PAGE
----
VADs Save Lives, Improve Outcomes
By Jeff Ballinger
Pediatric heart surgeons at Columbia are renowned for successfully transplanting hearts into children with complex heart conditions, particularly in cases turned down by other institutions and programs in the United States and around the world.
Over the past 10 to 15 years, an increasing number of these young patients—because of the complexity and severity of their conditions—have needed the help of a ventricular assist device (VAD) to pump blood through the rest of the body while waiting for a suitable heart.
“Even in the last 10 years, it has been an amazing time to witness the growth in these devices and to be a part of their realization for children,” says Sabrina Pia Law, MD, associate professor of pediatrics and director of the pediatric VAD program at NewYork-Presbyterian Morgan Stanley Children’s Hospital.
When Dr. Law first joined Columbia eight years ago, the program was implanting about five VADs a year. Columbia now implants about 30 to 35 devices each year, while most centers implant 10 or fewer annually.
The increase in use of VADs is mostly attributable to medical advances, not the number of children with heart issues or a decline in the number of donor hearts.
“We’re keeping more children alive than before with advances in congenital cardiac surgery,” says Dr. Law. Some of these surgical procedures fail as the child gets older, and patients turn to VAD technology, which is increasingly available to more patients.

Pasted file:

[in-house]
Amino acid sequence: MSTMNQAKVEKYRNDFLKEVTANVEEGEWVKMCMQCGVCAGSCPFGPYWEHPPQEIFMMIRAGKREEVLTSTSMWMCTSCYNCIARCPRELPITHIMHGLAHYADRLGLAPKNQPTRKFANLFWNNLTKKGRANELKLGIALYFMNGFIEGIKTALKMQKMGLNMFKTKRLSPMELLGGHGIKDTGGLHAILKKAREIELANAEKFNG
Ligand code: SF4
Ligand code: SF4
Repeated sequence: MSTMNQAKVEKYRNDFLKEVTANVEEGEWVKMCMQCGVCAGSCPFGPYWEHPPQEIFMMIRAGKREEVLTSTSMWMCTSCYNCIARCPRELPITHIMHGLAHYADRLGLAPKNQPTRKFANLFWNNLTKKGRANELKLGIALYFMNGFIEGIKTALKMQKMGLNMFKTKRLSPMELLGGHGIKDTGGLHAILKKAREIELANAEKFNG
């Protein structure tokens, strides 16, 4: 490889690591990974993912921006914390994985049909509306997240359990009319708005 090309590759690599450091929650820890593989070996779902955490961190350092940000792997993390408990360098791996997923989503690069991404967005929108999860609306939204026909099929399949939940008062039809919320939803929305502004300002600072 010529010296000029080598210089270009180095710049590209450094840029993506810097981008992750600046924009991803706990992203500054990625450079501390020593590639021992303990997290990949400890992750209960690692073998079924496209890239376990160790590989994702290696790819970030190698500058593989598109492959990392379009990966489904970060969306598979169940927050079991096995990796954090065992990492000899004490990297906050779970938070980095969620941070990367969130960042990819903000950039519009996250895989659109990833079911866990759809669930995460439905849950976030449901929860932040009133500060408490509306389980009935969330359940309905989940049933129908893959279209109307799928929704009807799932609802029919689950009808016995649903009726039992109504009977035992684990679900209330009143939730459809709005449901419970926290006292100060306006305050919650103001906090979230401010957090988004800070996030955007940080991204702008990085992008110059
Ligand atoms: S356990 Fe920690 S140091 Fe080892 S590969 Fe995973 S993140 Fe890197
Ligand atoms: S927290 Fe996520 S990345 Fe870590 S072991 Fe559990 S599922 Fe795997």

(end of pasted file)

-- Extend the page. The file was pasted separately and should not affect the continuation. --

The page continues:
At Columbia, nearly 50% of patients waiting for a transplant receive a VAD, compared with the national average of 20% to 25%. Many of Columbia’s patients have been rejected for treatment by other hospitals due to the complexity of their conditions, Dr. Law says. “We pride ourselves in caring for very, very complex patients.”
As it pushes the boundaries of treatments in numerous trials, Columbia’s program has become one of the global leaders with newer miniaturized devices and technological refinements that have widened the options available to children and even infants.
Columbia physicians and NewYork-Presbyterian Morgan Stanley Children’s Hospital are participating in the PumpKIN (Pumps for Kids, Infants, and Neonates) trial, a seven-center feasibility study of the investigational Infant Jarvik 2015 VAD in children with heart failure who require mechanical circulatory support.
The Jarvik 2015 was specifically designed for small children weighing between 8 and 30 kilograms and is completely implantable. The trial is evaluating the device as a bridge to transplant and to recovery.
“If successful, this will provide clinicians with an alternative to current VADs that are effective but can only be used as a bridge to transplant because they are not fully implantable, so children must stay in the hospital under close supervision,” Dr. Law says.
The Jarvik VAD would allow a patient to go home and live a more normal life, potentially speeding up the child’s physical and overall development. “As a child waits for transplant, one of the most important objectives is to get them as healthy and as strong as possible before they go into the OR for their transplant,” Dr. Law says.
More information is available by calling (212) 305-6575.